The government’s increasingly tough anti-tobacco stance is at odds with its profit motive and export promotion policies. And, it is the traditional tobacco farmer who must pay the price for such ambivalence, writes soma basu
Sixty-four-year old Nipen Burman, a tobacco grower of Mekhliganj in Cooch Behar, had named his daughter Motihari after a variety of tobacco cultivated by him because that had brought him affluence. He has a small patch that he had inherited from his father and when his daughter was born, there was no paucity of loans for tobacco growers and big tobacco merchants would buy directly from them. Over the years, Nipen’s resources have dwindled with the government adopting an anti-tobacco stance. Nipen and his family have to pay a high price for cultivating tobacco, as it is more labour intensive than any other crop. His younger son had to drop out of school to help him and his wife suffers from an occupational malaise ~ green tobacco sickness ~ but Nipen doesn’t earn enough to have her treated.
A local leader in Cooch Behar town said anti-tobacco legislations meant nothing and the government had been cheating the farmers. “The government gets maximum revenue from tobacco and alcohol and would never let go of such a haul,” he said. In the financial year 2000-2001, Rs 804 crore was proposed to be spent from the budget of West Bengal on development across six districts of north Bengal. According to a news report, in this amount was included a Rs 40-crore contribution from the North Bengal Development Board. In Siliguri, the state finance minister called upon tea companies to invest in agro-industries in North Bengal, particularly in pineapple and tobacco-based enterprises. In 1998, tobacco had replaced some of the area traditionally devoted to jute and other fibre crops; coarse grains and cereals as evident from a significant increase in the aggregate area replacement index (ARI). This suggests a “potential danger” of tobacco replacing not only food crop, but also important commercial crops such as jute.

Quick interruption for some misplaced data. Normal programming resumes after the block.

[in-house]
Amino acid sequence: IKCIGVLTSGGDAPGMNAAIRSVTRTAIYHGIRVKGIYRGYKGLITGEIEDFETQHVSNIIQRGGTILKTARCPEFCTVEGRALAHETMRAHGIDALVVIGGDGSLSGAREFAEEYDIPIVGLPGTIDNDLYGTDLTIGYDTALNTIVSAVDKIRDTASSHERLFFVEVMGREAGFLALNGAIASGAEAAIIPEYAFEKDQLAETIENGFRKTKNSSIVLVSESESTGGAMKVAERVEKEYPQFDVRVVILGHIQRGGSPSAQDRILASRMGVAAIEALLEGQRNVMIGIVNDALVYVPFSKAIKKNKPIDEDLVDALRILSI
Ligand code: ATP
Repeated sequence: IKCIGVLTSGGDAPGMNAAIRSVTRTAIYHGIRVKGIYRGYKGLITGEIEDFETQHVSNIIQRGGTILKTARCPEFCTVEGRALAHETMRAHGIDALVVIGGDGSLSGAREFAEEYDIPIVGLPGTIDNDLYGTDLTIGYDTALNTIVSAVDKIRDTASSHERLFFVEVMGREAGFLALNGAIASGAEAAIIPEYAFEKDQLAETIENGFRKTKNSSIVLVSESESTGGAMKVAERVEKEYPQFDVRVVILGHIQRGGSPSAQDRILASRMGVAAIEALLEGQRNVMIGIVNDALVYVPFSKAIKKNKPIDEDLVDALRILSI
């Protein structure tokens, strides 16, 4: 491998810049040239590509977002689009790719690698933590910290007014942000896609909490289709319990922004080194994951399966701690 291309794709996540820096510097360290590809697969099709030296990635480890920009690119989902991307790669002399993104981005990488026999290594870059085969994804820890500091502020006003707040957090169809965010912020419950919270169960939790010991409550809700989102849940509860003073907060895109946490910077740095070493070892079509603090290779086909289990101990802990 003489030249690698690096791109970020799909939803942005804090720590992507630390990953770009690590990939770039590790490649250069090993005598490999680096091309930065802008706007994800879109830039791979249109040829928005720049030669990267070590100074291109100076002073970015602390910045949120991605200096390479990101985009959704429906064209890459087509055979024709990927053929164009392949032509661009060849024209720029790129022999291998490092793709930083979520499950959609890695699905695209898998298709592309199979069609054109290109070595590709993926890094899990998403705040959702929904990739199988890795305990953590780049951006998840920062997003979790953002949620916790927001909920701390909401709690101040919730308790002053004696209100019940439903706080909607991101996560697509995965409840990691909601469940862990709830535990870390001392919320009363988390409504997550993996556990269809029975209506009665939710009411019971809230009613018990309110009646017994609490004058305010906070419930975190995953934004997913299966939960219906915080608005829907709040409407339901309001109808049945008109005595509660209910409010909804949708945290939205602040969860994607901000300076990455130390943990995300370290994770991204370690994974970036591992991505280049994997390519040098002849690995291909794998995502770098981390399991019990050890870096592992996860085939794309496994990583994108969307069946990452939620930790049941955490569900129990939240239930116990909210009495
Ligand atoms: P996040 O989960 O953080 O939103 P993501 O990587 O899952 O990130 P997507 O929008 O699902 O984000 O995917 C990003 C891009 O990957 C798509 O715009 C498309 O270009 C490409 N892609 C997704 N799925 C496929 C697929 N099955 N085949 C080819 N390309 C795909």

Tobacco has been a high-revenue crop and had indeed flourished with government support and attention in the past 50 years. Systematic improvement of the crop was initiated in India in 1947 with a network of nationally-coordinated research projects. Seven research centres across Chennai, Andhra Pradesh, Punjab, Bihar, Karnataka and West Bengal came up as did the Central Tobacco Research Institute, Rajahmundry in Andhra Pradesh. In addition, specific research institutes devoted to improving the quality of tobacco and marketing the crop were set up. There is also a Central Tobacco Promotion Council that sends delegations abroad to promote the export of Indian tobacco.
On the other hand, the government of India has launched a National Tobacco Control Programme (NTCP) across 42 districts of 21 states and has assigned the programme a budgetary allocation of Rs 182 crore. The Union ministry of health has launched a pilot project for developing alternatives to tobacco in collaboration with the Central Tobacco Research Institute. And, in a move that has been ratified by the Supreme Court of India, the use of plastics for packaging smokeless tobacco such as gutkha and zarda has been banned from 1 March, 2011. And yet, the Tobacco Board, under the Union ministry of commerce and industries, boasts on its website of a record export of tobacco and tobacco products during 2009-10. A review by the Tobacco Board on export of unmanufactured tobacco and tobacco products from India during 2009-10 reads: “In spite of global economic recession, Indian tobacco exports are bullish and strong. The Government of India had not fixed any specific targets for export of tobacco and tobacco products during 2009-10. The government, however, had envisaged that exports in 2009-10 in general shall grow to 180 billion USD dollars or by 30 per cent over last year. Indian exports of tobacco and tobacco products had grown by 25 per cent, far exceeding the overall growth rate envisaged by the government.”